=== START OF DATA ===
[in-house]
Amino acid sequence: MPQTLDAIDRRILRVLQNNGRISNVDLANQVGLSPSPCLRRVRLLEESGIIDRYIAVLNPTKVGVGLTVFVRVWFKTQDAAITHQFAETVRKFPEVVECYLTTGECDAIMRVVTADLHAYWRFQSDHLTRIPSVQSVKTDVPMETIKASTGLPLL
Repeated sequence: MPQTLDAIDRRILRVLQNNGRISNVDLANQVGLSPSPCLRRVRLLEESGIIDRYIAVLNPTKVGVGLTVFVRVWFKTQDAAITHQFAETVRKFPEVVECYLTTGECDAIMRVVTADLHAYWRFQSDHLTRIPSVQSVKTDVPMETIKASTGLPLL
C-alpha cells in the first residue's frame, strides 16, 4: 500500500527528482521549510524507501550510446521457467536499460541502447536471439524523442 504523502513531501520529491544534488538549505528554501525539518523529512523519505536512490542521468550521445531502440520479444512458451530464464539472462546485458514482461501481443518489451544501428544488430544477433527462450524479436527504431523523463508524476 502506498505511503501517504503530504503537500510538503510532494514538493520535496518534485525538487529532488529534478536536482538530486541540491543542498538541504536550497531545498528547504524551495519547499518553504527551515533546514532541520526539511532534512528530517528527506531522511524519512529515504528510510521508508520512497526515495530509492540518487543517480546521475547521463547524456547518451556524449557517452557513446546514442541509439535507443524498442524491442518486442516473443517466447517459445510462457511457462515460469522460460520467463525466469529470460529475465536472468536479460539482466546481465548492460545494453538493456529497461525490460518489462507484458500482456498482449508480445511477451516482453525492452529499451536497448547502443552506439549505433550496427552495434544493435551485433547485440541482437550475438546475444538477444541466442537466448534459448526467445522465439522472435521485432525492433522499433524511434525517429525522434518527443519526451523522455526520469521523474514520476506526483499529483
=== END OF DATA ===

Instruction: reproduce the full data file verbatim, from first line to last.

[in-house]
Amino acid sequence: MPQTLDAIDRRILRVLQNNGRISNVDLANQVGLSPSPCLRRVRLLEESGIIDRYIAVLNPTKVGVGLTVFVRVWFKTQDAAITHQFAETVRKFPEVVECYLTTGECDAIMRVVTADLHAYWRFQSDHLTRIPSVQSVKTDVPMETIKASTGLPLL
Repeated sequence: MPQTLDAIDRRILRVLQNNGRISNVDLANQVGLSPSPCLRRVRLLEESGIIDRYIAVLNPTKVGVGLTVFVRVWFKTQDAAITHQFAETVRKFPEVVECYLTTGECDAIMRVVTADLHAYWRFQSDHLTRIPSVQSVKTDVPMETIKASTGLPLL
C-alpha cells in the first residue's frame, strides 16, 4: 500500500527528482521549510524507501550510446521457467536499460541502447536471439524523442 504523502513531501520529491544534488538549505528554501525539518523529512523519505536512490542521468550521445531502440520479444512458451530464464539472462546485458514482461501481443518489451544501428544488430544477433527462450524479436527504431523523463508524476 502506498505511503501517504503530504503537500510538503510532494514538493520535496518534485525538487529532488529534478536536482538530486541540491543542498538541504536550497531545498528547504524551495519547499518553504527551515533546514532541520526539511532534512528530517528527506531522511524519512529515504528510510521508508520512497526515495530509492540518487543517480546521475547521463547524456547518451556524449557517452557513446546514442541509439535507443524498442524491442518486442516473443517466447517459445510462457511457462515460469522460460520467463525466469529470460529475465536472468536479460539482466546481465548492460545494453538493456529497461525490460518489462507484458500482456498482449508480445511477451516482453525492452529499451536497448547502443552506439549505433550496427552495434544493435551485433547485440541482437550475438546475444538477444541466442537466448534459448526467445522465439522472435521485432525492433522499433524511434525517429525522434518527443519526451523522455526520469521523474514520476506526483499529483